Thursday, December 20, 2012's my hand, a ghazal for the year's turn

sometimes watch your thoughts: leaves floating by on a stream

other times, hunt your thoughts down, be a predator

the witness knows which thoughts pass, which to devour

in winter earth’s summer colors fly into sky

a fleet sunset blooming, light cultivating cloud

gold, purple, red—our color-hungry eyes are fed

young moon brighter and brighter in deepening dusk

the slim curve brimming with night, someone bear witness:

three small birds swoop down to drink the moon’s reflection 

a dust mote in god’s light, call it a galaxy,

a universe, call it me, how else would god see?

whirl on tiny one, small world, trust immensity  

silent as sunlight, in this timeless way I move

whose hands hold the strings that pull the tides, rock my bones?

my feet are wind in the grass, watch me disappear

beloved friends, the world ends again and again

with each death, each year, each turn of an ancient wheel

beginning takes fierce courage, wild faith, here’s my hand.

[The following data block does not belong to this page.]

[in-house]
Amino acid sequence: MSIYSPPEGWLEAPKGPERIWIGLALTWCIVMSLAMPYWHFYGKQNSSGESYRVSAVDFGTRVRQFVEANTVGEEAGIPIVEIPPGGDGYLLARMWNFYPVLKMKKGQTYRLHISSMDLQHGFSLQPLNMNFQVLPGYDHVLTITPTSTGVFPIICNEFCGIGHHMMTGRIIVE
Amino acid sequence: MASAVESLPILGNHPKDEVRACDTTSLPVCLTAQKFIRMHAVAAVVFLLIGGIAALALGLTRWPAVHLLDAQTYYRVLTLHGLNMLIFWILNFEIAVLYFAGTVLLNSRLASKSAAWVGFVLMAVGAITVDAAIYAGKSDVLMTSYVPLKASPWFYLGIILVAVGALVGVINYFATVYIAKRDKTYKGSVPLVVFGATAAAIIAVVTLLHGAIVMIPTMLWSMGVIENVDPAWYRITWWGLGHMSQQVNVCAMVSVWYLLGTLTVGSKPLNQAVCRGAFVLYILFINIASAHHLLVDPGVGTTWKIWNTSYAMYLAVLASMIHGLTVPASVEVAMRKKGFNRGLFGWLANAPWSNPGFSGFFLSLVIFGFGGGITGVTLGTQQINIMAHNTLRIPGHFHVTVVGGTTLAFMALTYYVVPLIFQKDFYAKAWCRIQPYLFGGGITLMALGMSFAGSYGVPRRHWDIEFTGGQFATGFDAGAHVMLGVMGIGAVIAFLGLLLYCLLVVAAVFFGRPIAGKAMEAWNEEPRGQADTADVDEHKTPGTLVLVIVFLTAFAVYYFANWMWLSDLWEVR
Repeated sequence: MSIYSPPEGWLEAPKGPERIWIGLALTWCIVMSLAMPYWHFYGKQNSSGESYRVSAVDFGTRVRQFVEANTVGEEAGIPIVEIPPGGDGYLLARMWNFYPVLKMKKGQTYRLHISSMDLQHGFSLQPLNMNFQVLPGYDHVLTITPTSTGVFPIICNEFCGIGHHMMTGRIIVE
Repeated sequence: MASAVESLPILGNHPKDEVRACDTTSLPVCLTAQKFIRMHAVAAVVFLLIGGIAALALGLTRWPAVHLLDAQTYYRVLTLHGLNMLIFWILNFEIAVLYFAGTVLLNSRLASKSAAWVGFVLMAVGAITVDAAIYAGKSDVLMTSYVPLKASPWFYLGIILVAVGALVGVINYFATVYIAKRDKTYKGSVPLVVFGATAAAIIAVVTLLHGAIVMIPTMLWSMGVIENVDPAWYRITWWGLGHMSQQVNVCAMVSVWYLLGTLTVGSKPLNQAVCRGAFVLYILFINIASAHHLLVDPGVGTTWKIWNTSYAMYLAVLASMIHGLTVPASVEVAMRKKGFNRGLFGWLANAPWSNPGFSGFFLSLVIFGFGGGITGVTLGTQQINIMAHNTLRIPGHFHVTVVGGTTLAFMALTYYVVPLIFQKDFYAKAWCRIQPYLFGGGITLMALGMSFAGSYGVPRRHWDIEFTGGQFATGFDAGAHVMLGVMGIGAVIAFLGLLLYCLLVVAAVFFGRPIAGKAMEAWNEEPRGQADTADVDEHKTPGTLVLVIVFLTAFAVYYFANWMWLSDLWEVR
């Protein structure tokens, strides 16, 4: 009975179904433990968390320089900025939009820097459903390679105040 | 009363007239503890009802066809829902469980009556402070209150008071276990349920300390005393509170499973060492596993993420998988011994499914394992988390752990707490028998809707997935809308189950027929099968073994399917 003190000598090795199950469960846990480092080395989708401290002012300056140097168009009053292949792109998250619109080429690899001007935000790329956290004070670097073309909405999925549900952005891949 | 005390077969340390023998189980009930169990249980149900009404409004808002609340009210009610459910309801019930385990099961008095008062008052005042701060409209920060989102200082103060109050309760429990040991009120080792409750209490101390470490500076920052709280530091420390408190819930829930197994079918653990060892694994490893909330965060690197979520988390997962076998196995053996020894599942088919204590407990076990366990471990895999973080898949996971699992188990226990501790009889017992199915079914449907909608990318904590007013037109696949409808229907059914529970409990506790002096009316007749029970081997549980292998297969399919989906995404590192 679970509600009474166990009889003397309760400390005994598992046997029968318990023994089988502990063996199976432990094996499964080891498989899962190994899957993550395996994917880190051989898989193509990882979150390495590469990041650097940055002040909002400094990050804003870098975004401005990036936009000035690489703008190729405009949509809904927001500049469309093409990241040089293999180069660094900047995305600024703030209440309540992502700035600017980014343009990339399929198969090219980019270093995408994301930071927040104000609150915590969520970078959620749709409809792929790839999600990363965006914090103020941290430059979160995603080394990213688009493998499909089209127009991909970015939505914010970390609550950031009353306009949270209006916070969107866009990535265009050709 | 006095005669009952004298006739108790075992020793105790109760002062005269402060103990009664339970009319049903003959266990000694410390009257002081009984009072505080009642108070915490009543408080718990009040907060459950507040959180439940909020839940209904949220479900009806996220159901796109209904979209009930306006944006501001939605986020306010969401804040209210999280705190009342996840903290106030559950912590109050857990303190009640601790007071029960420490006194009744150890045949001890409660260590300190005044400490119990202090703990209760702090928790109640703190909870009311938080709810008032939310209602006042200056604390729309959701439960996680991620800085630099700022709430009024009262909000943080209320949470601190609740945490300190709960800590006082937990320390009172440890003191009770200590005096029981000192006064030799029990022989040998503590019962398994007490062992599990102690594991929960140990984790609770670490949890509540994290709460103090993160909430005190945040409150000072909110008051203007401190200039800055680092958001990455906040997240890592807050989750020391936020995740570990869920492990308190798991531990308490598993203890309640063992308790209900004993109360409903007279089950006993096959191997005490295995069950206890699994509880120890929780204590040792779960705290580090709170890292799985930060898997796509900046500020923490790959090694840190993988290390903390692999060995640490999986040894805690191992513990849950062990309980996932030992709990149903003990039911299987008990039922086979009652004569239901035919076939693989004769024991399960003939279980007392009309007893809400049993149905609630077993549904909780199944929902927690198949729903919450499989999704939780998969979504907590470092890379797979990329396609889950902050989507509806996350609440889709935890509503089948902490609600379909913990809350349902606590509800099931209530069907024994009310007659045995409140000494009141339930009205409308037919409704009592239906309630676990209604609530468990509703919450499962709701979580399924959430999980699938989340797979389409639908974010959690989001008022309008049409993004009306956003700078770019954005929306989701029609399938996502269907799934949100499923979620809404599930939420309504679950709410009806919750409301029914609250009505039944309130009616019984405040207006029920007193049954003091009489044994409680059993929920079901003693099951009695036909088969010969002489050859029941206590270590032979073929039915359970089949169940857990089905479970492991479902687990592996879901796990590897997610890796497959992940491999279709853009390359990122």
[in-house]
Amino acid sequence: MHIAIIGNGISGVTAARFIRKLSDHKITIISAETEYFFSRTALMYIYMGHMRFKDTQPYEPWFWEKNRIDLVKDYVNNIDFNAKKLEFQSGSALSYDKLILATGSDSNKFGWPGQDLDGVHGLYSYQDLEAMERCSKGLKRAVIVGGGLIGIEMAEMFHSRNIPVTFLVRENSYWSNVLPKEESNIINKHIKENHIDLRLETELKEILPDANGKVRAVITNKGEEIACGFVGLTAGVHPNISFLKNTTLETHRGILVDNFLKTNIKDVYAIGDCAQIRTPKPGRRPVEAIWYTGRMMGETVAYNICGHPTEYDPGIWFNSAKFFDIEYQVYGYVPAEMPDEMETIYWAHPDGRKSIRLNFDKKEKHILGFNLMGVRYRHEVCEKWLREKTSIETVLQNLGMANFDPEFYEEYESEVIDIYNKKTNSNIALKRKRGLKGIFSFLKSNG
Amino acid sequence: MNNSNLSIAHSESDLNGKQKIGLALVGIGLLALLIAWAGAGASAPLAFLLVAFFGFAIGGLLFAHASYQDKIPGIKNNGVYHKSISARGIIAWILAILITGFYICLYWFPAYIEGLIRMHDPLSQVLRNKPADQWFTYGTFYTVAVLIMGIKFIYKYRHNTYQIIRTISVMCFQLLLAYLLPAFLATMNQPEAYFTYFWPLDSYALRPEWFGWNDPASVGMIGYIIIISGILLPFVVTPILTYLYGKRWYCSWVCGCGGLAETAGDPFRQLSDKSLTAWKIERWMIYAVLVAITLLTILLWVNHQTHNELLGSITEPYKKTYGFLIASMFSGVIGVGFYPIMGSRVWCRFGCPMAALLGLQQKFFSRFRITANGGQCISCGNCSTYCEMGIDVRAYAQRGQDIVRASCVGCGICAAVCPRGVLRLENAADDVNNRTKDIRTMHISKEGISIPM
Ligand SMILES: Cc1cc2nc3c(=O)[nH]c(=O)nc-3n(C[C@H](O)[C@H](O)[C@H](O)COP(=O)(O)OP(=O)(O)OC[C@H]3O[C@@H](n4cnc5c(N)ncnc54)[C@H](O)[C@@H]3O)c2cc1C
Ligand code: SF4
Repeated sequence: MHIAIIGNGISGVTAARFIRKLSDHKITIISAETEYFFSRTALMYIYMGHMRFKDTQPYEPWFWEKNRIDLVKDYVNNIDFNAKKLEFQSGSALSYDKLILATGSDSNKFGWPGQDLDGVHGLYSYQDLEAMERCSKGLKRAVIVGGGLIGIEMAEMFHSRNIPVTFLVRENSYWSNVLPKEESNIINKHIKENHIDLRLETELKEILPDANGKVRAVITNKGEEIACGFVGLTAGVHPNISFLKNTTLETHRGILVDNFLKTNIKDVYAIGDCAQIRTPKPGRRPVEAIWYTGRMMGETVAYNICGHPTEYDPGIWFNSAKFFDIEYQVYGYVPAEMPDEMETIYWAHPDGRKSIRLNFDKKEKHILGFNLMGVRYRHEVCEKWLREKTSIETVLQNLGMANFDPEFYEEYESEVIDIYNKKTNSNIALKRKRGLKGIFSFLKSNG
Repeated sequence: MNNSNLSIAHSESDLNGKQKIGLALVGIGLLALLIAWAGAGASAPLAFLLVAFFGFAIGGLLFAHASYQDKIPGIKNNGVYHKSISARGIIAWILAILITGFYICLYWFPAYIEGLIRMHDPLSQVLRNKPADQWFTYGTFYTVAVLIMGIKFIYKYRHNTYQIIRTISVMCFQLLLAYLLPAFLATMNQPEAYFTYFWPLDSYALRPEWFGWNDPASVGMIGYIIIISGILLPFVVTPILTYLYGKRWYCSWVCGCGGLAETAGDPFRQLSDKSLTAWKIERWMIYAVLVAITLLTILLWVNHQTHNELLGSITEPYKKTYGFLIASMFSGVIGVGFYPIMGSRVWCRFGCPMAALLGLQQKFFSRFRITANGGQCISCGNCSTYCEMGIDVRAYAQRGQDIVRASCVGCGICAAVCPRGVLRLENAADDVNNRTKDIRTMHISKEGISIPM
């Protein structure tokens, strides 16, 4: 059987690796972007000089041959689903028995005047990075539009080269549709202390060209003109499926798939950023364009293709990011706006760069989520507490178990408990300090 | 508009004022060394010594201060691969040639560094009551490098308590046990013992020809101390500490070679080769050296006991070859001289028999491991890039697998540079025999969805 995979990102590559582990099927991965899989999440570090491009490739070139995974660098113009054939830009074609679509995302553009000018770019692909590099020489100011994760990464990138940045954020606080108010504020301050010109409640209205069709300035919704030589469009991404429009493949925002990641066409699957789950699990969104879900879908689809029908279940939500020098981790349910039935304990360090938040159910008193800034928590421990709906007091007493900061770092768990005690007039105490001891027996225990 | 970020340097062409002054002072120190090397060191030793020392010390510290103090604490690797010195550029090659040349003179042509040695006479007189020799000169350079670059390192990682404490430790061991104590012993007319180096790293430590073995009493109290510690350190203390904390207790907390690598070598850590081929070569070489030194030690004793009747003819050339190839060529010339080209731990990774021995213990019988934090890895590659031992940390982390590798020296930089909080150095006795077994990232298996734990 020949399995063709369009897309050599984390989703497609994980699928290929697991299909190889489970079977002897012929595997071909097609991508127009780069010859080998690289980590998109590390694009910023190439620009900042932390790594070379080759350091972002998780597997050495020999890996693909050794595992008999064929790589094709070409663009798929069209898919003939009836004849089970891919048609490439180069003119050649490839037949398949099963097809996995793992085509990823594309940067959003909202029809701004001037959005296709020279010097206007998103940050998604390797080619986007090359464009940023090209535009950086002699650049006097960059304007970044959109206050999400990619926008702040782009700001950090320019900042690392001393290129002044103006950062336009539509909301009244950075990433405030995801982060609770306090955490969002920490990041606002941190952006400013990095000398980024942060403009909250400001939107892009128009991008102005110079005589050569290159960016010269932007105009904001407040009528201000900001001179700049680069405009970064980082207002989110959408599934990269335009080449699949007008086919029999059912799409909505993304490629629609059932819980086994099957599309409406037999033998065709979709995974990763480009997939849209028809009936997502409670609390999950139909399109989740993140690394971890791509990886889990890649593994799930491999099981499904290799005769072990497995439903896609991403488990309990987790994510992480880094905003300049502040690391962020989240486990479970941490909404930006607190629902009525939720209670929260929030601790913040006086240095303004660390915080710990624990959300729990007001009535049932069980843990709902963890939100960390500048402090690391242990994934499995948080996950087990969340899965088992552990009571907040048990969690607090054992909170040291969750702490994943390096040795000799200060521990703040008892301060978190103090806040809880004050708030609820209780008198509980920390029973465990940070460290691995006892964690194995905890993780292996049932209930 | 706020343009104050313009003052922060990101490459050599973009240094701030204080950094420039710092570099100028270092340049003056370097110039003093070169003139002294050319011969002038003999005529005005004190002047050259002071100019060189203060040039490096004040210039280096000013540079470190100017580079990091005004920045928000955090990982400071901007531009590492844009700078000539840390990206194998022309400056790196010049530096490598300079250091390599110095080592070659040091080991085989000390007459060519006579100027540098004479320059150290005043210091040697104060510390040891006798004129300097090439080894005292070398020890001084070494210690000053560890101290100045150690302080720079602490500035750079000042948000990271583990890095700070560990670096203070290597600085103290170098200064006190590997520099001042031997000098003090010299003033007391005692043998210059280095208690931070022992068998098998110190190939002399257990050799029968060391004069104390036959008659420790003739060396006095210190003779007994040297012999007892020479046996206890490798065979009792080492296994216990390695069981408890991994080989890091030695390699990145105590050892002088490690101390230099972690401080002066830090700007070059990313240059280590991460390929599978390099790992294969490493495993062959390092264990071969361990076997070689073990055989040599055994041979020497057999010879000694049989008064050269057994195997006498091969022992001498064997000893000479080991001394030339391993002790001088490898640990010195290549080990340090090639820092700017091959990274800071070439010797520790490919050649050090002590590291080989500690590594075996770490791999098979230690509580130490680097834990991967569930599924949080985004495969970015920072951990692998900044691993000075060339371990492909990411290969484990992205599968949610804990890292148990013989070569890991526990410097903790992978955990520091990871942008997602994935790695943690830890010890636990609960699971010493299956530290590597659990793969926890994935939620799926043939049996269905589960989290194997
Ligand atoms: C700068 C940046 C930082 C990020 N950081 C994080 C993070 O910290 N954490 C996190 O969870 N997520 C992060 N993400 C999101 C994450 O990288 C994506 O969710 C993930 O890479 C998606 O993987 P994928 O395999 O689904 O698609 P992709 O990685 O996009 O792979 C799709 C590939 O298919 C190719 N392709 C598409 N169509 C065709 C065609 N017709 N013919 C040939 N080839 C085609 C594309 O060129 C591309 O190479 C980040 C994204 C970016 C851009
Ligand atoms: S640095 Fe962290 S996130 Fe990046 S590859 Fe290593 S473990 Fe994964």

Sunday, September 30, 2012

Maeve (aka Mary Magdalen) on the Papyrus Scrap

Maeve has been impatiently waiting for interview requests from The New York Times and other major media since The Times published that article about of a scrap of papyrus. You know the business-card size scrap in which Jesus makes a reference to (feel the shaking of the church’s one foundation) “my wife.” The press has been slow on the uptake, so Maeve has deigned to grant an exclusive interview at this blogsite.  

Interviewer: So Maeve Rhuad (aka Mary Magdalen) I suppose that Jesus might have had a wife comes as no news to you.  Do you feel a little insulted by the furor over a scrap of 2nd century papyrus when you have been trying to state the obvious for over two thousand years?

Maeve: Maybe bemused rather than insulted. People do tend to get more excited over ancient bits of papyrus than recently published novels—unless they are by Dan Brown. That the article made reference only to Dan Brown omitting many other (sorry Dan and thanks for publicity) more accomplished novelists is the insulting part. 

Interviewer:  Why do you suppose the existence of Jesus’s wife (which is to say your existence) has been so suppressed all these centuries? What’s the big deal about a Jewish rabbi having a wife?